Let’s get physical: Firefighter ready to go the distance

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LISBON — It won’t be his first marathon, and it won’t be his last, but Monday’s Boston Marathon will still be a unique and rewarding experience for Michael Robitaille.

The 43-year-old father of three from Lisbon started running to keep himself in shape for his job as a firefighter in both Lisbon and Yarmouth.

“I started getting old,” Robitaille joked. “It’s physical fitness. As a firefighter, that’s really important to me, so I figured it was time to start getting physically fit.”

He didn’t jump right into running marathons, but it wasn’t like he eased into it, either.

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“I ran a couple, three half-marathons first,” Robitaille said. “Then I decided it was time to set a personal goal and move on to a marathon. I did, and then I said, ‘Aw, what the hell, I’ll run another one.’ I don’t know why I’m still doing it. I haven’t figured it out yet, but it’s fun.”

The annual Boston race is widely regarded in the running community as a must-run — if you can get in. Qualifying standards for the venerable race are particularly stringent, because the race is so popular. Robitaille’s qualifying standard falls in the 3-hour, 20-minute range.

“I got in there because I knew somebody who knew somebody,” Robitaille admitted. “But I’m in.”

Monday’s run will be his second competitive run at the marathon distance. His first was at the Marine Corps Marathon in Arlington, Va., last fall. His time?

“It was four hours flat,” Robitaille said. “That was pretty good, for my first one.”

“My first goal (in Boston) is just to finish,” Robitaille added. “The second goal is to finish in the top 20 percent or so. I want to try and be between four and 4:15. I am running another in October, and I want to be at 3:40 by then.”

Training in Maine can be particularly taxing, especially when you work 12-hour days. Robitaille managed to find the time, though.

“It was tougher to train over the winter months,” Robitaille said. “I work a 12-hour shift, so I’d wake up to go to work and it was dark, and I’d get out of work and it was dark. I did a lot of training on the treadmill and then was out on the roads on the weekends.”

Time, more than distance, was important.

“The toughest thing is just being out there, mentally,” Robitaille said. “When you sit there and run for four and a half hours, there are so many things that you have to watch. You have to watch dehydration; you have to watch what you eat. But being out there for so long, it’s like, ‘Geez, am i ever going to finish?'”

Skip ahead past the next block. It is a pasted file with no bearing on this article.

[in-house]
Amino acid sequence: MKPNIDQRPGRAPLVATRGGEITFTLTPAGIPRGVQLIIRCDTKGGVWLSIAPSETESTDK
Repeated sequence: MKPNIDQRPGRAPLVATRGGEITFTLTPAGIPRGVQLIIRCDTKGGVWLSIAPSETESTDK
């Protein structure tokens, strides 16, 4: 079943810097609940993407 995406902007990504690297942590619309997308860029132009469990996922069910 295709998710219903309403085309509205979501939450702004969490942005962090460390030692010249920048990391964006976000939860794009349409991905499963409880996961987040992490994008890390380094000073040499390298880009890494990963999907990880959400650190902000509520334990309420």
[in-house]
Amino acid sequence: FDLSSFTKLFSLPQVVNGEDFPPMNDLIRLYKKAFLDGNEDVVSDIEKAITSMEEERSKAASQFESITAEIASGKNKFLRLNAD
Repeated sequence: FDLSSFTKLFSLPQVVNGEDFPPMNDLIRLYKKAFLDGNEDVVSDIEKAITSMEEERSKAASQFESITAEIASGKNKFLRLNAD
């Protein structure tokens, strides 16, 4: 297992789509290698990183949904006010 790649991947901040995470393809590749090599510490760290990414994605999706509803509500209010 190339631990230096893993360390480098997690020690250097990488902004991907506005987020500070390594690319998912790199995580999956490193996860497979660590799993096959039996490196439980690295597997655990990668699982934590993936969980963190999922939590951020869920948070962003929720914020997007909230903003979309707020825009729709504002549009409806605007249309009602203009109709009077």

Of course, training for a marathon, Robitaille isn’t running a marathon distance every time out.

“Probably four times a week, I’ll go out for between a half hour and an hour,” Robitaille said. “Every other week, I’ll go out for a two- to two-and-a-half hour run, depending on my schedule.”

The long-term benefits of running were a driving force in Robitaille’s taking to the sport, but it’s something he’s always done — in one for or another. In the 1980s, he ran track at Lisbon High School for coach Dean Hall.

Hall, still the high school track coach, might see a second generation Robitaille next season, too. Robitaille’s son, an eighth-grader, will run a half-marathon with his father this spring.

“We’re going down to Virginia to do the Marine Corps half marathon,” Robitaille said. “The only reason I’m going is for him. He really enjoys it. He’ll run eight or nine miles with me now.”

He won’t have any company in Monday’s race, though.

“There’s one guy (another firefighter) going down to the Red Sox game that day, and if I know him, he’ll probably make his way to the finish line afterwards,” Robitaille said.

Either way, he said, it’s Boston, and he’s going to savor every minute of the experience.

“Especially the finish,” Robitaille said.

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